If you have cowhide rugs or other animal skin rugs, you’ll find these DO’s & DON’ts for cleaning leather rugs helpful! Plus tips for using rugs as wall art.
Dream of living in a log home? There are lots of reasons that old log homes can be a joy to live in, but they can also be the source of frustration and headaches. Here are the pros and cons of living in an old log home.
Do you really have to remove snow from the roof of your log home? Do some roofs fare better with the snow than others? For example: metal roofs vs shingle roofs. Here’s what you need to know about roof snow removal for your log home.
Yes, log homes are actually safer against fires than traditional stick-frame homes. See why…
Dustless floor refinishing is a low-cost alternative to refinishing your hardwood floors. Here are the pros and cons of dustless floor refinishing for hardwood floors…
Here are some tips for staying organized and saving time when your log cabin is your home away from home.
It’s hard for me NOT to re-subscribe to the 3 log home magazines I’ve been subscribing to. I mean, we got so much great info from them during that first year of the subscription. But now, we’re craving more than these magazines seem willing to provide. If you’re contemplating resubscribing to a log home magazine, I’m here to tell you, you may want to check out This Old House magazine instead. Especially if you’re already living in your log home… chances are, the log home magazines won’t have much to offer you at all.
Take it from us… prior to building a log home, it would be wise to have your contractor survey your lot ahead of time and remove any trees that could compromise your log home site. Several trees fell a little too close to our log home, and we were inches away from serious log home damage.
How often you need to stain your log home will depend on the color of stain you choose and how well you did the log staining prep work mentioned here. Lighter stains will need to be reapplied every 2-3 years. Darker stains can last 4-5 years. Here are more log home maintenance tips and things to watch for.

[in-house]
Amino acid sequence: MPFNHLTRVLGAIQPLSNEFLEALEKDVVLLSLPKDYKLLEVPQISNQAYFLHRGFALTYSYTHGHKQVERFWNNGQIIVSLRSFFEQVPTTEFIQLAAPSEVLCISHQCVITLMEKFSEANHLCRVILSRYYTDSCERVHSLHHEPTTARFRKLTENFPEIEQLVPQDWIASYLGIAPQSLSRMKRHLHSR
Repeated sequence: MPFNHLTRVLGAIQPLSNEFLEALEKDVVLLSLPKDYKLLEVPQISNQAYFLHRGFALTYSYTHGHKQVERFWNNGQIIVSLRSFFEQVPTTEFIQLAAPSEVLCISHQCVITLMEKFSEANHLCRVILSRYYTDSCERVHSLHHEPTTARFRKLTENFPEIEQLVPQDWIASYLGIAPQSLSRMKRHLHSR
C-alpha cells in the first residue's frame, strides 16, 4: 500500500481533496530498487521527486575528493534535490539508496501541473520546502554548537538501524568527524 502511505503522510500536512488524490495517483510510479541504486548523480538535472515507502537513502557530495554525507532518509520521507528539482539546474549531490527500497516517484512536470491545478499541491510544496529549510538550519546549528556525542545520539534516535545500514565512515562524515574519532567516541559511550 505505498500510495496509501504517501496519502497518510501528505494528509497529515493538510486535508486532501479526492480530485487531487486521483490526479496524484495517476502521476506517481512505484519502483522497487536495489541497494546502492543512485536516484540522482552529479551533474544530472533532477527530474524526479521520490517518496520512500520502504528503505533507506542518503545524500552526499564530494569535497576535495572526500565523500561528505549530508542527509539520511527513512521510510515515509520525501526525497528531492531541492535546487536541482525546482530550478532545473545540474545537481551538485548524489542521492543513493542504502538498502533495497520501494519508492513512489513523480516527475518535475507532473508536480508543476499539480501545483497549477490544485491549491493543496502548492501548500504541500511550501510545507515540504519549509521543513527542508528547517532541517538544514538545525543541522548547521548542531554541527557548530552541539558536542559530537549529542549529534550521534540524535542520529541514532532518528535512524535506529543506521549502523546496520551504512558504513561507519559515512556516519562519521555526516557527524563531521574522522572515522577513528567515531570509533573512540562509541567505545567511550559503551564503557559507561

Your log home is built, the weather is right, and now it’s time for the exterior of your log home to be stained. For the record, they say that the best time to stain a log home is when the logs have a moisture content less than 19%. Here are the 4 necessary steps prior to staining a log home.
Before we could close on our construction loan with the bank, we had to submit proof of ‘builder’s risk insurance’ to the loan officer. We THOUGH there would be a simple builder’s risk type of policy from the insurance companies that would cover things like ‘theft of materials’, ‘new construction theft’, and ‘dwelling under construction. What we found was most insurance companies wanted you to buy a complete homeowner’s policy with them instead.
If you have a composite deck or patio… over time, scratches are practically inevitable. For the most part, ‘routine’ scratches won’t even be noticeable, but it’s the deeper scratches that you’ll probably want to cover up.
Blemishes and nail holes in wood trim and log walls are two things that most log home owners are going to want to ‘hide’ at some point — especially if you’re trying to sell your log cabin or log home.
I would venture to guess that those who buy (or build) log homes are typically people who have a greater appreciation for — and involvement with — the outdoors. There’s just something about a rustic cabin-type abode that appeals to outdoorsy people. But did you ever stop to think that Mother Nature is both a log home owner’s friend… and enemy?